Memories they hope they'll never forget

Memories they hope they'll never forget

Sunday, June 20, 2010

LLLLLake POWELLLL!!! by Toots

Still searching for the pics to go along with this post:-)

Probably my favorite memory of Pops is undoubtedly his least. It was probably one of the best trips to Lake Powell EVER!! There was no need to search for glass because it was everywhere! Besides the fact that I was vacationing with my hot boyfriend, my two other best friends came along as well. Jess kept Curtis (and every one else) entertained while Lizzie kept Heber laughing. Of course Pops and CC came along as well because it's not a party with out them. Besides we needed them there to keep everyone else from accidentally transgressing. The days were spent skiing, taking naps on the house boat and eating CC's delicious Shepherd's Pie (it always tastes so much better when she makes it:-).

One day we decided to head to the dunes. This was my first time ever seeing them and I was quite excited. Little did I know I was about to receive the show of a life time. Throughout the trip Pops would scream "LLLLLAKE" while I answered with a low pitched "POWELLLL." It never got old and we never tired of hearing it yelled across the beautiful lake. Once we reached the sand dunes we started the hike to the top which would inevitably end with a rush back down to the bottom through the hot sand. Pops was the first to go.

We heard a belting "LLLLLAKE POWE........" and then it went silent, except for the sound of Pops tumbling down the steep 100 yard dune. First his glasses came flying off and he kept tumbling. The next thing we saw were CC's skinny little legs rushing down after him. When you're dating a really cute boy that you could potentially marry the last thing you want to do is disappoint his parents. It's probably best to be as polite and cordial as possible but when you are in the company of Jessica Morrow and Lizzie Etherington, not forgetting to mention the three Cannon boys, the giggles are extremely hard to repress.

Try as we may, we held them in but out came the bursts of laughter after we found out Pops was ok. Other than the mission of trying to find his glasses, the damage was pretty minuscule. Probably the only thing hurt was his pride, which would happen to anyone plummeting to the earth at 20 mph. The greatest part of the story is that Pops got right up and skied the rest of the trip. Nothing can stop him from having fun. I love the fact that he walks miles and miles every day. I love that he is energetic and still loves to play any sport. Pops is the epitome of 60 being the new 40. Nothing can get him down, that is, unless it's a 300 foot sand dune lurking on the outskirts of Lake Powell.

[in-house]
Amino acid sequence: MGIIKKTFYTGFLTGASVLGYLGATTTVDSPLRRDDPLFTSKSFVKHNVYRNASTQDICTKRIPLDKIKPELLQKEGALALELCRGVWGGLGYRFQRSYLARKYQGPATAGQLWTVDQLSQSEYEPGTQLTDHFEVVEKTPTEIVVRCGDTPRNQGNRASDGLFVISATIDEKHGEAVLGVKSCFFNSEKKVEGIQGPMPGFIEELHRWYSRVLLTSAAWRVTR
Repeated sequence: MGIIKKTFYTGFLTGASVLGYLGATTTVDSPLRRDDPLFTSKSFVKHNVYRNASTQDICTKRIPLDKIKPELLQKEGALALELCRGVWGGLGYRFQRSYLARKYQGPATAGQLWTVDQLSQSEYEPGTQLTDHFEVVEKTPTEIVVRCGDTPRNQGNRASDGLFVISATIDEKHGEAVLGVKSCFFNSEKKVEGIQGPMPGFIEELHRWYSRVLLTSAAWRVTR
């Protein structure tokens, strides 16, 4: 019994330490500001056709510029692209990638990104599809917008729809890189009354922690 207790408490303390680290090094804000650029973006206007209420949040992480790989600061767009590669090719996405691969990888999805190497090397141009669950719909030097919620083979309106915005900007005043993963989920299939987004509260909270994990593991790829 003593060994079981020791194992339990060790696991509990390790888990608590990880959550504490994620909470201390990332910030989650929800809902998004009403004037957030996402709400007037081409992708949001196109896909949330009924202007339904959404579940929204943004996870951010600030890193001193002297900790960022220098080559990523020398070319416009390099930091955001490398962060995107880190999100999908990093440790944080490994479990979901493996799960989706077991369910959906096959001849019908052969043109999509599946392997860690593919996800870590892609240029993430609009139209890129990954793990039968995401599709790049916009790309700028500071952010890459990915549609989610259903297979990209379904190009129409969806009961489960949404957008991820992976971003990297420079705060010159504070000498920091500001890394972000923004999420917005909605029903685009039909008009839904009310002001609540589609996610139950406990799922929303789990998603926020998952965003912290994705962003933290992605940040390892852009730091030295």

Waist Deep by Sheesh

There are few things in life better than riding up the lifts of Snowbird with Dad. Particularly if it’s the day after a huge snowstorm and you are anticipating fresh tracks in the feathery-light powder. As you sit and watch other skiers float down the mountain and whoop it up, you drool for your chance to feel the soft snow fly past your face. On more than one occasion Dad and I admired from the lift our freshly-made tracks on the slopes. While most of those tracks were usually quickly ruined by some other skier’s tracks, etched in my memory are two sets of untouched powder tracks in Little Cloud bowl, beginning just below the treacherous rock cliffs of the East Twin Peak and running far above the traverse trail, and for all skiers everywhere to take notice. We were the greatest skiers on earth that day.

It started as a promising day. Dad and I headed up to the Bird two days after a humongous snowstorm had dumped several feet of new snow in Little Cottonwood. Reports were that Little Cloud had not yet opened. After stashing Cokes in the snow—our frozen liquid reward for a good day of skiing—we headed to the slopes. As we boarded Mid-Gad, we saw the snow report: Little Could was open, but Little Cloud bowl was closed. We decided to head to Gad 2 to start. From there we could monitor the bowls above while taking in the deep white stuff of Gadzooks.

After two runs on Gadzooks—both unbelievably good runs, although not completely fresh powder—we noticed a line forming at the top of Little Cloud, right where the traverse started. We headed straight to the bottom of Little Cloud. As we were riding up, the line at the top broke, and suddenly you could hear whoops and hollers echoing off the cliff walls and around the Little Cloud cirque as what looked like ants started dropping off the traverse and into the fresh powder. Our adrenaline shot up as we realized the magnitude of what was happening—first tracks for the rest of the day in deep fresh powder, and the possibility of the greatest day of skiing ever. Dad looked at me, pulled out of his pocket a frozen Snickers for each of us, and smiled. “You ready for this?” he asked. I just nodded and looked up the slope, smiling.